Friday, April 25, 2008


The campaign and the issues

The Democratic Primary Election Circus has shifted to the next ring, to Indiana, a state brimming with excitement for having a say in the election process for the first time since 1968. Pay attention to that: for the last 40 years, Indianans have had no influence on who the choices for president would be. If that’s not an indictment of the primary election process, I don’t know what is.

Anyway, as the rallies began, Hillary Clinton said on Wednesday that her campaign in Indiana is about “jobs, jobs, jobs, and jobs!” Because, of course, Indiana is one of the states that’s been hit quite hard by the “economic downturn” that’s cranked up the unemployment rate. So they care about jobs. They do.

The thing is, they also care about other things, and, indeed, there are plenty of other things to care about. In trying to say to each group of people what (she thinks) that group wants to hear, she’s missing out on the fact that it’s her whole package that will win (or lose) the election. Getting the cheap cheers at a rally by shouting “Jobs!” and cupping your hand around your ear to magnify the response will only get you so far.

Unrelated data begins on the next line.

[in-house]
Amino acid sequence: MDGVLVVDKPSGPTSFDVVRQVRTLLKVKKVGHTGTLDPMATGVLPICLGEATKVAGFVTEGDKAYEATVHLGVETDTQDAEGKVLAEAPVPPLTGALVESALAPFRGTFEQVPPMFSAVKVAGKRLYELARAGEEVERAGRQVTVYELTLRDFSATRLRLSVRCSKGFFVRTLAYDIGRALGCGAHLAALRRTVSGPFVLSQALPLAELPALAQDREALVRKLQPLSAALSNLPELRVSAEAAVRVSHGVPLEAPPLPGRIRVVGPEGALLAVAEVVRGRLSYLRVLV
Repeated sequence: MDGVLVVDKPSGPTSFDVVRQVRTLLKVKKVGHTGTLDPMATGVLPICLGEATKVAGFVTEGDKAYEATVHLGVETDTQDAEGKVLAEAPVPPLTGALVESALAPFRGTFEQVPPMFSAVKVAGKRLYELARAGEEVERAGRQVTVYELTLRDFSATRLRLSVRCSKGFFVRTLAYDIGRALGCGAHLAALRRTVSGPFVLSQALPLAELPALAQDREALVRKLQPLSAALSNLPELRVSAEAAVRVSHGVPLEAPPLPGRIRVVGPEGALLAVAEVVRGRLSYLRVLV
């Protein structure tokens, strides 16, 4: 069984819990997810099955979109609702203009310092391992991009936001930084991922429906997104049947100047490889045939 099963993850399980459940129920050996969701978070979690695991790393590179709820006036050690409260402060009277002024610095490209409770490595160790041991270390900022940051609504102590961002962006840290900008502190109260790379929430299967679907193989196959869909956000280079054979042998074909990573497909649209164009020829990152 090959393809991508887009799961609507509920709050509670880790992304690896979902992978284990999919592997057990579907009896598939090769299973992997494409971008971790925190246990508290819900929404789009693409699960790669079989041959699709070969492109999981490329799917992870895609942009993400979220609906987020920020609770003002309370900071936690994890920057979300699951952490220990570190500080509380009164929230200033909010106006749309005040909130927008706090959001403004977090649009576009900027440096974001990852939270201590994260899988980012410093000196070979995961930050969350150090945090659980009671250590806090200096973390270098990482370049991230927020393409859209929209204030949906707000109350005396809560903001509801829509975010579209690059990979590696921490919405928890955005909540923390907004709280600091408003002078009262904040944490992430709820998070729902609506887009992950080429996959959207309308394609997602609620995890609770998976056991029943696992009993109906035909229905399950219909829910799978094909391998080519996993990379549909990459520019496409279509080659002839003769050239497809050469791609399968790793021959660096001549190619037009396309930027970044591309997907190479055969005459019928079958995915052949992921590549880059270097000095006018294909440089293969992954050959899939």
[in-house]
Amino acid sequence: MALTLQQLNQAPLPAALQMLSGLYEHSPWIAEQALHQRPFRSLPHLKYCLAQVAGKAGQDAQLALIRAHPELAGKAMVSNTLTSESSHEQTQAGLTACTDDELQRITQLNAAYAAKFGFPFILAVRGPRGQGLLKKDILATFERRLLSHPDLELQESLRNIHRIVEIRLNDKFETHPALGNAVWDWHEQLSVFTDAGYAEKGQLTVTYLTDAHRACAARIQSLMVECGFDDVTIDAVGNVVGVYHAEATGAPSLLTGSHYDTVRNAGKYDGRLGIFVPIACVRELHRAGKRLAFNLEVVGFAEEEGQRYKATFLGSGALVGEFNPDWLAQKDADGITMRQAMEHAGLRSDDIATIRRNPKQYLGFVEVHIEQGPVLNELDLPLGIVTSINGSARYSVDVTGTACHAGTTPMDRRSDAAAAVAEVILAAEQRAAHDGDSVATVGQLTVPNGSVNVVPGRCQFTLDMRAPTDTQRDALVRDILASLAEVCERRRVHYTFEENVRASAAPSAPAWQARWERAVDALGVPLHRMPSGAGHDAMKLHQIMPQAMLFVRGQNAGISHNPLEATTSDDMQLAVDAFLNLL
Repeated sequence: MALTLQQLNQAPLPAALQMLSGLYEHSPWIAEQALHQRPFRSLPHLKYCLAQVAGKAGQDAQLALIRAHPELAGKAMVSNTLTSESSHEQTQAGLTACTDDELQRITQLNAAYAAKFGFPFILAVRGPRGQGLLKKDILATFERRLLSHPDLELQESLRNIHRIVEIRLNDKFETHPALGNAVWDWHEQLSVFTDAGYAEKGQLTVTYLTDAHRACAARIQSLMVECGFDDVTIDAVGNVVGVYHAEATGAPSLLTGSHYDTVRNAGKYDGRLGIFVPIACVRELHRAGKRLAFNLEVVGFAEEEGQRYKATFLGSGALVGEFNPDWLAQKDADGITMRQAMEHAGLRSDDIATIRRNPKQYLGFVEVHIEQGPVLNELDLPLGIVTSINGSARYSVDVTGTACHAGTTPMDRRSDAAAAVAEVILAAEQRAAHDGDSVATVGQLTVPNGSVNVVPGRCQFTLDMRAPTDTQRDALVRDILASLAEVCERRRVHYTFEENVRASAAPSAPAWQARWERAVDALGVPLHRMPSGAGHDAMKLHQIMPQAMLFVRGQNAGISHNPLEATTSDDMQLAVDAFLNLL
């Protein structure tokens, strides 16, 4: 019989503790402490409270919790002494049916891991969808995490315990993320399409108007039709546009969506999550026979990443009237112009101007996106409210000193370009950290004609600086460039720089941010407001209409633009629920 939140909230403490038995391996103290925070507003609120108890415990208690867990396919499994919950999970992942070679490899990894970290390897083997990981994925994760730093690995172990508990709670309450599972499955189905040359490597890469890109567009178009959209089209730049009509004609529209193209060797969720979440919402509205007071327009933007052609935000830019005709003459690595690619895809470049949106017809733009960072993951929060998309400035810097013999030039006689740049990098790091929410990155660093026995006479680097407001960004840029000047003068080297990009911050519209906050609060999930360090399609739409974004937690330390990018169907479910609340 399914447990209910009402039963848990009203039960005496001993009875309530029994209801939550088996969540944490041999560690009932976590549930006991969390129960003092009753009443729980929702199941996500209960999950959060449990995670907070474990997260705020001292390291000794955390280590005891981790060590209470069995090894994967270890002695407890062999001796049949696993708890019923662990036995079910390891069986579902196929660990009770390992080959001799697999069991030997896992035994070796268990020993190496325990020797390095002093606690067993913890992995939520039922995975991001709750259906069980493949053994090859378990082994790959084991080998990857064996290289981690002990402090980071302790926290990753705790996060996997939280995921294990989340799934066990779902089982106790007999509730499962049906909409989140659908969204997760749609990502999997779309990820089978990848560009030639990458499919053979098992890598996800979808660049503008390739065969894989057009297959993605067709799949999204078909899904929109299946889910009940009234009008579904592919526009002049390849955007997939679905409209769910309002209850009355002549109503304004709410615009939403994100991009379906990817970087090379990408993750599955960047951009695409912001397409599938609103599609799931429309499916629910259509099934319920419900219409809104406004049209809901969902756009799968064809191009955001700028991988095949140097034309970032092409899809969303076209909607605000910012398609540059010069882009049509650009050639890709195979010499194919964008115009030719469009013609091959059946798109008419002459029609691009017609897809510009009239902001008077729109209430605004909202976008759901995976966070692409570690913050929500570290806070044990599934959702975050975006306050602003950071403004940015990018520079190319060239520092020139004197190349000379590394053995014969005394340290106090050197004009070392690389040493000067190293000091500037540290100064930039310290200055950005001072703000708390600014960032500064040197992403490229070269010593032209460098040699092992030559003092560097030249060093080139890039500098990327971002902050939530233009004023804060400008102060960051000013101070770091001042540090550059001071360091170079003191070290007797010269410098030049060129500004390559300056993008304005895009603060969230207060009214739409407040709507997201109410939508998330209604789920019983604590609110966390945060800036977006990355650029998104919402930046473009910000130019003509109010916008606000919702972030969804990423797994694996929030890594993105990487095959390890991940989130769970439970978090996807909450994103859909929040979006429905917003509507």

So let’s look at just a few of the issues that are out there, and that we all care about, whether we live in New York or North Carolina, California, Nebraska... or Indiana.

  • The economy, including, but not limited to, jobs. This also includes taxes, and there are many complicated tax issues that will have to be addressed by the next president and the Congress. It includes globalization, something that’s around us and happening, and can’t be ignored. The president has a responsibility to promote responsible aspects of globalization, and to work against aspects that damage the countries interests and the country’s workers (here tying back into “jobs”).
  • Foreign policy. Part of this overlaps with the economy, in the area of foreign trade. The new president will have to work on fixing the issues that are making trade difficult — with the weakness of the dollar right now, we can’t afford to buy things from other countries, and our own exports are undervalued. There’s also the issue of whether China continues to rate “most favored nation” status (or, indeed, ever did), when it exploits its workers, oppresses its people, and often produces unsafe and shoddy goods. And, of course, our president will have the daunting task of rehabilitating our national image in the aftermath of the disastrous Bush regime.